A 15th-century European map of the known world includes this notation regarding Asia: Hic etiam homines magna cornua habentes longitudine quatuor pedum, et sunt etiam serpentes tante magnitudinis, ut unum bovem comedant integrum (Here also are huge men having horns four feet long, and there are serpents also of such magnitude that they can eat an ox whole.)
In the intervening 600 years, of course, we’ve filled significant gaps in our knowledge of geography, human (even foreign human) anatomy and zoology. But another void — the historical territory where verifiable fact and religious belief come together in an upheaval of Himalayan proportions — might still just as well be labeled “Here there be dragons.” The view is obscure from across the span of ages. Source documents are rare and subject to varied interpretation. Physical artifacts still lie undiscovered beneath the dirt of the millennia. While speculation is ever-changing and debatable, dogma is established, entrenched, and protected by authorities, religious and political.
It’s therefore not surprising that the mainstream response to Michael Baigent’s The Jesus Papers has consisted of equal parts incredulity and outright dismissal. To offer up the hypothesis that Jesus did not die on the cross doesn’t threaten the foundations of Christianity so much as it teases and bemuses a western world quite comfortable with 1,500 years of virtually unchallenged belief to the contrary. Baigent’s critics don’t rage, at least for the most part. Instead, they snicker, confident that Baigent is no David to their Goliath.
There are, of course, those who take the opposite tack and credulously accept the hypothesis as proven fact. Baigent himself is not among the pop-cultists, best represented by hopped-up devotees of Dan Brown’s novel The Da Vinci Code. Throughout The Jesus Papers (and the previous books he’s authored and co-authored), he takes great care to separate speculation from known fact. Even as he leads the reader down a road of hypothesis, stopping periodically at signposts of verifiable truth, he cautions them: Think expansively, apply the reasonable to the known – but don’t pretend to have the answers.
The title of The Jesus Papers refers, ultimately, to two documents purporting to be letters from Jesus to the Sanhedrin (the council controlling Jewish temple worship in first-century Jerusalem), defending himself against charges of claiming his own divinity. Baigent offers no proof for their existence, because he can’t – he claims only to have seen them once, in the possession of a collector.
Obviously, this militates against simply accepting either the fact of their existence, or the accuracy of his description of their content. Baigent’s problem, of course, is that not only are documents of that age and kind valuable commodities traded in what is in effect an underground “black market,” but that considerable weath and power (such as that disposed of by, say, the Vatican) could (and has) been mobilized to keep potentially controversial finds of the type from public view. (See Baigent’s own The Dead Sea Scrolls Deception, written with frequent collaborator Richard Leigh, on the 40-year effort to suppress the contents of that trove.)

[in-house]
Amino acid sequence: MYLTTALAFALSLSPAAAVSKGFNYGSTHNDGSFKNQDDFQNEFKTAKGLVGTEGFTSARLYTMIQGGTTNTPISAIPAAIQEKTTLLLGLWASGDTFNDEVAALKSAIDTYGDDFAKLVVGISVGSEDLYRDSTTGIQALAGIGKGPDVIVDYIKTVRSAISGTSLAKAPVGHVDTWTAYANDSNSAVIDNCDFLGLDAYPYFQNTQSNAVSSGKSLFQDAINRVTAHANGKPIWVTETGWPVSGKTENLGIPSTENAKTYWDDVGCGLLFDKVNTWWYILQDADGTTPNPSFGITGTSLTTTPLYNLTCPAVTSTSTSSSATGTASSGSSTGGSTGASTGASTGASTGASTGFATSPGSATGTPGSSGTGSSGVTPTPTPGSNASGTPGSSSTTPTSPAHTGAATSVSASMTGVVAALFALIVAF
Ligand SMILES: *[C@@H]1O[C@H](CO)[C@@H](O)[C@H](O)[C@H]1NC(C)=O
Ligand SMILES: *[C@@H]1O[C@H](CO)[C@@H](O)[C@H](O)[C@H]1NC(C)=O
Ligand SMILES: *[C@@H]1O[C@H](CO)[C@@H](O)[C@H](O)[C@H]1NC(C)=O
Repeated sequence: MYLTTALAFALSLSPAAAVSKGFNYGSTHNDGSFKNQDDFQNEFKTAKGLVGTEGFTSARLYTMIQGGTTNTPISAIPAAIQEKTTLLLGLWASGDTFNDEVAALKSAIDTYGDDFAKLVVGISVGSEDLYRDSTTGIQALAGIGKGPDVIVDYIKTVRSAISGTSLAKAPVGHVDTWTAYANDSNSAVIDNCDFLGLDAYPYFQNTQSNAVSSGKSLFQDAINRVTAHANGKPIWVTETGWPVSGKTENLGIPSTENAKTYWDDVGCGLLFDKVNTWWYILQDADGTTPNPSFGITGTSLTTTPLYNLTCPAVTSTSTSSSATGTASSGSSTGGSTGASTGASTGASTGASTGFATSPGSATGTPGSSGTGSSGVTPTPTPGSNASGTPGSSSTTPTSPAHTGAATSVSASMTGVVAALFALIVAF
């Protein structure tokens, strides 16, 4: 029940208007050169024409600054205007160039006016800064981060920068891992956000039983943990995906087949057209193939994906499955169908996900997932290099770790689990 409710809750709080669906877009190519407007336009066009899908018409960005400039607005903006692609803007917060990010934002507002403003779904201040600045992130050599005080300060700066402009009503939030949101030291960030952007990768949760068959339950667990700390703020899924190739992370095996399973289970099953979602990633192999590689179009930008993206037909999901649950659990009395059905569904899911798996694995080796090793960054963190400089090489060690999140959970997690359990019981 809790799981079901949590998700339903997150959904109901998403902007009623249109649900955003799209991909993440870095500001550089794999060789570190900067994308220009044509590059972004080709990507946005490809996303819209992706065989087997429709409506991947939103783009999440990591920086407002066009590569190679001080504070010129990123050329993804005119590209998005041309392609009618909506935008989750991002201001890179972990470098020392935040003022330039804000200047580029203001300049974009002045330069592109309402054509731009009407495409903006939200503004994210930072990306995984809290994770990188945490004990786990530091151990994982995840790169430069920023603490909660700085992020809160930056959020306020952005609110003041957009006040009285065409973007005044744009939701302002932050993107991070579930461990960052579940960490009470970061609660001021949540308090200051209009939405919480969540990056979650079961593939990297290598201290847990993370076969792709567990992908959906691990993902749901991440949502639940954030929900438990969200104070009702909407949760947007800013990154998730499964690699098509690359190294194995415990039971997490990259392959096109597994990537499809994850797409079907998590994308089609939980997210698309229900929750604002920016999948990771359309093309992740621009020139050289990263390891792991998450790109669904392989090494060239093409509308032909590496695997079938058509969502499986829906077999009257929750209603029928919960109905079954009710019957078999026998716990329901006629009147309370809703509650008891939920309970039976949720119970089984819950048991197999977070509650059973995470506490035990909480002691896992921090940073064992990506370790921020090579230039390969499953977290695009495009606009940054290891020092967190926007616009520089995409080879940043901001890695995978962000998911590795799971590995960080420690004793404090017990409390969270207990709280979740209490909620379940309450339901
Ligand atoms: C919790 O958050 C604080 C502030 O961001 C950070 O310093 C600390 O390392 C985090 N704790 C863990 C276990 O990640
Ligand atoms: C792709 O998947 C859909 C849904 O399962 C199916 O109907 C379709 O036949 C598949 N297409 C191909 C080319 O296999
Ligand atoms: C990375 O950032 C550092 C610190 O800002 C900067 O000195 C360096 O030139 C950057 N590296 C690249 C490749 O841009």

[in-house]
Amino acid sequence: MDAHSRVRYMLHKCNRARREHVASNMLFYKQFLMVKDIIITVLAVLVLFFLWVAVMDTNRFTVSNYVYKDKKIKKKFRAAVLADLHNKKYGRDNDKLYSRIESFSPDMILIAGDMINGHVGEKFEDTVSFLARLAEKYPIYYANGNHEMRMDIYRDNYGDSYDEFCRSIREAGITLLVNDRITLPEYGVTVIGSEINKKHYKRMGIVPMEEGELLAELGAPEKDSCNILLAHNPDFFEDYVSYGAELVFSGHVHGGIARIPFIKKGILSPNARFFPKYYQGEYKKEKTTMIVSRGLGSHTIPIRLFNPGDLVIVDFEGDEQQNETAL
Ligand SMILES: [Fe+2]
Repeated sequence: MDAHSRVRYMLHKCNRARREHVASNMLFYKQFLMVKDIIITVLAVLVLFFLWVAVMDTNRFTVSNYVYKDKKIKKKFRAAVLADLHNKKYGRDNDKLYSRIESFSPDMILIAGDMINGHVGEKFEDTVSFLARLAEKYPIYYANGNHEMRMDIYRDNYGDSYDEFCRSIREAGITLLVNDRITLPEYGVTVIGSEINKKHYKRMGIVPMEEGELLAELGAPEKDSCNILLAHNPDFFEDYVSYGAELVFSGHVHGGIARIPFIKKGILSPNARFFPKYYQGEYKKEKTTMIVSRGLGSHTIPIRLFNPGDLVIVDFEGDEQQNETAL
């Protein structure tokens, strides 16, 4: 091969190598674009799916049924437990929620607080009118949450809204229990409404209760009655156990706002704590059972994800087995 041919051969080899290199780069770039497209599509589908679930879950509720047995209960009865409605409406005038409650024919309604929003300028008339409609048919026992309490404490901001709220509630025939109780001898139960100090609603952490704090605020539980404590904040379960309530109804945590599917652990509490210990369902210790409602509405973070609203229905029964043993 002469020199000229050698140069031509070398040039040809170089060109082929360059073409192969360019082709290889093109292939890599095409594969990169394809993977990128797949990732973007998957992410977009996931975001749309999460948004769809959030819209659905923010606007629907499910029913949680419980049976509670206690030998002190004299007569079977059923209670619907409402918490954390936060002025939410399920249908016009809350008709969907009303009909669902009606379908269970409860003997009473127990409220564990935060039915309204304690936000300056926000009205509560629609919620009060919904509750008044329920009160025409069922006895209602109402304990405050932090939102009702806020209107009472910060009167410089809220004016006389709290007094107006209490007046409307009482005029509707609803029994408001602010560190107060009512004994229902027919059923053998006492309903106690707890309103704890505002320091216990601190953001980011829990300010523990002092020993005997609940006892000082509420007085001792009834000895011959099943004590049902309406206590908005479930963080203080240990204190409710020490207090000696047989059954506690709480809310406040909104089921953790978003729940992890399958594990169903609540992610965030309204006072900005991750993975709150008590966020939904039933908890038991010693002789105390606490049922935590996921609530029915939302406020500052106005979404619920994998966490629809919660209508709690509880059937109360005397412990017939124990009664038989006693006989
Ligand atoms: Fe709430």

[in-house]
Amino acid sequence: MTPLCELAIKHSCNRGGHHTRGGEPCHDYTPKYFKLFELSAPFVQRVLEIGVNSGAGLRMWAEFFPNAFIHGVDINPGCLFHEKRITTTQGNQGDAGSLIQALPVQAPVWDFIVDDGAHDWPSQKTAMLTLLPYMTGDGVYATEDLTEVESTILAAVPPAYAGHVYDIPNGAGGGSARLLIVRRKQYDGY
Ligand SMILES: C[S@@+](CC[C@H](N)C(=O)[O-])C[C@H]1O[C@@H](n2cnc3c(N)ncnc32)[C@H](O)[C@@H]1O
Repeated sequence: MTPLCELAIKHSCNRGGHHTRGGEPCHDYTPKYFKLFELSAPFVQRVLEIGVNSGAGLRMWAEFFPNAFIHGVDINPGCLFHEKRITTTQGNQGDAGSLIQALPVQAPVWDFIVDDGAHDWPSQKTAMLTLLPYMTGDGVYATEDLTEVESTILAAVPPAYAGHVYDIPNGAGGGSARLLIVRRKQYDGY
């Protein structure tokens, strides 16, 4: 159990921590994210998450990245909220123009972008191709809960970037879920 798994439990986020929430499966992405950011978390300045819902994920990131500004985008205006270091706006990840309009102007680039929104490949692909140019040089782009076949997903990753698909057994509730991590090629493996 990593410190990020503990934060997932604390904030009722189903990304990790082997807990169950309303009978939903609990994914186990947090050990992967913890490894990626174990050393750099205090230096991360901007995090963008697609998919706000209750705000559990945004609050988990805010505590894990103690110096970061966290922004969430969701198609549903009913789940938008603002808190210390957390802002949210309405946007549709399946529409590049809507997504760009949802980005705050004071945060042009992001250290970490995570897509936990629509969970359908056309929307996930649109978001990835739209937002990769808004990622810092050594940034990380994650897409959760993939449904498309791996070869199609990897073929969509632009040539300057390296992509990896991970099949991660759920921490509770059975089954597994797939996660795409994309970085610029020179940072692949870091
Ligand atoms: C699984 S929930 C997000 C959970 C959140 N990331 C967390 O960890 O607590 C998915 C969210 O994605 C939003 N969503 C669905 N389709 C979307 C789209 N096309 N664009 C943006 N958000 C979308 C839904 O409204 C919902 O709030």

If “the Jesus papers” were the sum and substance of The Jesus Papers, it would be an unimportant book – little more than a tall tale told as non-fiction. Fortunately for the reader, Baigent puts a feast of fascinating food on the table before serving up the light, not as yet especially substantial, dessert. The sensationalism of the book’s marketing is not absent, but it is muted in deference to substance.
As in past works on the subject of Jesus (Holy Blood, Holy Grail and The Messianic Legacy, written with Leigh and Henry Lincoln), he delves deeply into the historical context, looking for real evidence of the man’s existence, acts, and impact. From the pre-Christian mystery cults of Egypt — and an authentic Jewish temple conceivably in operation during the period of Jesus’ biblical sojourn there — to the writings of Jewish-rebel-turned-Roman-historian Flavius Josephus, to the doctrinal conflicts which sundered early Christianity, he weaves his reasonable speculation on a loom of the provable. The result is a colorful tapestry bearing a picture which may or may not be accurate, but which is at least as colorful and fascinating — and, for that matter, believable — as those woven on the loom of received religious wisdom.
Should we accept Baigent’s various speculations in The Jesus Papers and other works — the notion that Jesus was married, fathered children, survived the cross and through his bloodline founded an early French dynasty, and that his ministry represented a combination of existing doctrines rather than a new, separate religion — as fact? Even he does not ask us to do so. Baigent’s greatest contribution is not his speculation. It is his honest proposition that, if we can rouse ourselves to pierce the fog of two thousand years of dogma, we will likely find more than mythical dragons awaiting discovery.